The County of Santa Cruz Board of Supervisors adopted the November 14, 2023 (see documents below) and has been forwarded to the California Department of Housing and Community Development for certification, a 60-day process.

Housing development is affected by public regulations and other forces. This chapter discusses governmental and non-governmental constraints on housing in Santa Cruz County. Governmental constraints include policies, requirements, or other actions by various government levels that affect land ownership, housing ownership, and development. In addition to local standards, the County follows state building and design laws, the Uniform Building Code, Subdivision Map Act, energy conservation requirements, and other regulatory standards. However, federal and state regulations constraining development are beyond the County’s control and are not addressed here. Non-governmental constraints are other conditions impacting housing development like market factors, environmental setting, land availability, and construction costs.

The Santa Cruz County General Plan is founded on the core principle that rural areas are best suited for lower density development, while urban areas can support more intensive land uses and should be encouraged to do so. This concept of concentrating development in defined urban areas to protect rural landscapes, now known as “smart growth” or “sustainable development”, was established in Santa Cruz County by the 1978 voter referendum Measure J. Measure J enacted several key components: preserving agricultural land by strictly limiting conversions to other uses; clearly delineating urban and rural areas through an Urban Services Line and restrictions on rural land divisions; and facilitating affordable housing by requiring it in new residential developments.

Measure J and its implementing ordinances identified prime and non-prime agricultural land throughout unincorporated Santa Cruz County. To aggressively protect these agricultural lands for farming, the county enacted General Plan policies and ordinances that limited new farm parcel sizes, required extensive findings before rezoning farmland, mandated agricultural buffers between farms and new housing, and compelled recorded acknowledgements of agriculture-development conflicts. A right-to-farm ordinance further strengthened Measure J’s directive to preserve county farmland for agricultural use and production.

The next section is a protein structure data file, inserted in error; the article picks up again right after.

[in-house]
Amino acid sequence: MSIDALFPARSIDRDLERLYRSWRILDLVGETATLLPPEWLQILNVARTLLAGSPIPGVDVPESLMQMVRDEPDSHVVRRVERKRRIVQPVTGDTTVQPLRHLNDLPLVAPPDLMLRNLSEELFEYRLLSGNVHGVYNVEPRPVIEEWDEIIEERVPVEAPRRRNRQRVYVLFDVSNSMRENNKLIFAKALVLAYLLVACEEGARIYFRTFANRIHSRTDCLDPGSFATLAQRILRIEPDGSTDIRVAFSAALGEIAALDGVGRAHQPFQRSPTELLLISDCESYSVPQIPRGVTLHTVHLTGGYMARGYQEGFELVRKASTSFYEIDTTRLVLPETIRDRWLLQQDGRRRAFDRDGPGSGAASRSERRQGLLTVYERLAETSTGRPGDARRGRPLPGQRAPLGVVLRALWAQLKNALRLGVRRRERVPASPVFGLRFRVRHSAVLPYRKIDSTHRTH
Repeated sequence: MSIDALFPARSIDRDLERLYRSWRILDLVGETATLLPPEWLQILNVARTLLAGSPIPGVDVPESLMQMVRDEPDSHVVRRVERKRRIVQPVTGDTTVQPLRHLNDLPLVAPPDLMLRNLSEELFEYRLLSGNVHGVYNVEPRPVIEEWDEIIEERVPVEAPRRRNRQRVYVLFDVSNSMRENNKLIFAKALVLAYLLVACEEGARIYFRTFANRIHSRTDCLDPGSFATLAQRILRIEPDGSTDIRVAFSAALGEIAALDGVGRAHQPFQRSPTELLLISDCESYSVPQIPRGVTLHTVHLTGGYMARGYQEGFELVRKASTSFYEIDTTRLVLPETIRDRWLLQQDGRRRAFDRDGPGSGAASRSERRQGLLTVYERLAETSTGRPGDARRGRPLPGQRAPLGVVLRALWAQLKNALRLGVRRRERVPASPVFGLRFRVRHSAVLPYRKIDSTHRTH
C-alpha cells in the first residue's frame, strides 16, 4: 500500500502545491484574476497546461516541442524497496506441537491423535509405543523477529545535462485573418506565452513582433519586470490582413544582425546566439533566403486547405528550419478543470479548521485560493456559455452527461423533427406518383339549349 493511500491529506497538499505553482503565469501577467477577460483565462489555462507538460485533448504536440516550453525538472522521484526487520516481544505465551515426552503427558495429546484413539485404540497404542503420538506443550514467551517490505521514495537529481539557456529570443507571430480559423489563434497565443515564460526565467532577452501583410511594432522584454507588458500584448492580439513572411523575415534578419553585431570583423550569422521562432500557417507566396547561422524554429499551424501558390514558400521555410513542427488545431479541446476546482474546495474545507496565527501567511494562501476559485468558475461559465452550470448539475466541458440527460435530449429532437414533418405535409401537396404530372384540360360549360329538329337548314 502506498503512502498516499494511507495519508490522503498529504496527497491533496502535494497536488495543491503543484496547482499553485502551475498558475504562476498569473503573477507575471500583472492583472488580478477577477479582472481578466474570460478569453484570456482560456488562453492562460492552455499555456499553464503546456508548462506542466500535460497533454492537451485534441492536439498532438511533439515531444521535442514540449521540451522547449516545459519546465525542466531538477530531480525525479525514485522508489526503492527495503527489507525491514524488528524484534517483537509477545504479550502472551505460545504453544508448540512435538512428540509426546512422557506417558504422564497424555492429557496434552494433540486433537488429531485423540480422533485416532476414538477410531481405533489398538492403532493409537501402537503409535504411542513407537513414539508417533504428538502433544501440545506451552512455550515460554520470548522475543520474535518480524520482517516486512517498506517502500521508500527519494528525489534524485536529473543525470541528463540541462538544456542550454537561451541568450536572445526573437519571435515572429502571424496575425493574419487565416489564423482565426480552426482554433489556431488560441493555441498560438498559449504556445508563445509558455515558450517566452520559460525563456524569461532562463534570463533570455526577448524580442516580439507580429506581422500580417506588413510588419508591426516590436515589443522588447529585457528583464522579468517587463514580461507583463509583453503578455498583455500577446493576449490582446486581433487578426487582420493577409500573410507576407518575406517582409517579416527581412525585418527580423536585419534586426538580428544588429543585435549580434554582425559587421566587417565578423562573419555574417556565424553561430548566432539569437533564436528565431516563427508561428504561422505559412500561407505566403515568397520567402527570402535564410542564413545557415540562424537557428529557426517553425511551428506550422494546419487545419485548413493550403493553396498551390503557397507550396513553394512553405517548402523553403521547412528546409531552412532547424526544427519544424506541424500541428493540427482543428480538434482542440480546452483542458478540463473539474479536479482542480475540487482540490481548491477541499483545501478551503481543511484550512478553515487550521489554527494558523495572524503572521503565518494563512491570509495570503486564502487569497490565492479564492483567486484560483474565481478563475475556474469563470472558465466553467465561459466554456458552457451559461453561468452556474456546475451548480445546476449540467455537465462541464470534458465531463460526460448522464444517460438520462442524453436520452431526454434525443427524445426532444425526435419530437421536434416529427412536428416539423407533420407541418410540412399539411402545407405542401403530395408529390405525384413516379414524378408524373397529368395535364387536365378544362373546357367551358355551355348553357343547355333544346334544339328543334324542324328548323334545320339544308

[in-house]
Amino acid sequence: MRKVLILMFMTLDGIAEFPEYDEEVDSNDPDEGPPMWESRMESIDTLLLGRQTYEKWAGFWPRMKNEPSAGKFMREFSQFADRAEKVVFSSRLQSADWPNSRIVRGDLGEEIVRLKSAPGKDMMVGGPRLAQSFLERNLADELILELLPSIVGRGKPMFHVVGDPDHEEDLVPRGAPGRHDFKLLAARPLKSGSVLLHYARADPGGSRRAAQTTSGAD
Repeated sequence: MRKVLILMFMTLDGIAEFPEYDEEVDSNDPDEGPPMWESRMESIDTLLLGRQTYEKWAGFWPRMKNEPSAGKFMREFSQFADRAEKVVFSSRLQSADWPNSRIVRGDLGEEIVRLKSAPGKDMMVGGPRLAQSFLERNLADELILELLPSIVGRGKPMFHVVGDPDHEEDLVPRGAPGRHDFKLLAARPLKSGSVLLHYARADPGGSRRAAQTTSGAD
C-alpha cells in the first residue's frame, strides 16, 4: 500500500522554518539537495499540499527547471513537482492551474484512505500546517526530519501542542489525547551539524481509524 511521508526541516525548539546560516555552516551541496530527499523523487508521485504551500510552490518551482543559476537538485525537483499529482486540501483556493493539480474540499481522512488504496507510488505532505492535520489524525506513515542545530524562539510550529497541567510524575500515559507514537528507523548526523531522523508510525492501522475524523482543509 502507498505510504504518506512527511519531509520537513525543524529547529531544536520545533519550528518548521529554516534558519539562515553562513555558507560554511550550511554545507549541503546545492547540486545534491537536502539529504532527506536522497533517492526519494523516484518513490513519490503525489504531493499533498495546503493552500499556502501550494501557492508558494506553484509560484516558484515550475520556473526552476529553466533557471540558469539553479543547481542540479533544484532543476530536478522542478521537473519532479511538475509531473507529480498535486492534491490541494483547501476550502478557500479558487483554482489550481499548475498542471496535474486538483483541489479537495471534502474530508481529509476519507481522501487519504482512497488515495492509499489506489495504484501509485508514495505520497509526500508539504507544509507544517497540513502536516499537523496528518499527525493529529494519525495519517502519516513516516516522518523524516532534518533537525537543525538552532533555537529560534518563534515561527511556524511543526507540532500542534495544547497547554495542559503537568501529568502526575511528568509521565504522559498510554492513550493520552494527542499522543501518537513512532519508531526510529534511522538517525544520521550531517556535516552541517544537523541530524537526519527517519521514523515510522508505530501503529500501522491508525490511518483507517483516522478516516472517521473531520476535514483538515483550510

The creation of the Urban Services Line (USL) is perhaps the most significant effect of Measure J. The USL establishes a boundary on expansion of intense land uses like dense residential and large commercial development. It creates neighborhoods that can be served efficiently by public services including transportation, fire and police protection, pedestrian improvements, and other urban amenities. Simultaneously, it protects the natural resources in rural areas from overdevelopment. The key distinction between urban and rural areas is the permitted development density based on available infrastructure support.

The concept of an urban/rural boundary was later expanded to the Rural Services Line (RSL). The RSL identifies areas like the towns of Felton, Ben Lomond, Boulder Creek, Davenport, and La Selva, where existing development has urban densities. Though these areas may lack full urban services, they are established locations appropriate for denser development, sometimes using package treatment facilities for sanitation. They also have commercial services concentrated to serve their populations, which would not otherwise be allowed outside the USL.

To limit rural sprawl, Measure J restricted the number of lots that could be created from rural land divisions. Lot allotments were based on a percentage of the Rural Building Permit Allocation. The County developed the Rural Density Matrix to implement this requirement instead of assigning fixed densities to rural zones. The matrix considers factors like water availability, septic capacity, fire response times, slope stability, access, groundwater quality, timber and wildlife resources, and fire risk to determine suitable densities for an area. Before Measure J, rural land was divided into denser developments than suitable, as evidenced by existing problems with road access, sanitation, and drinking water in these neighborhoods.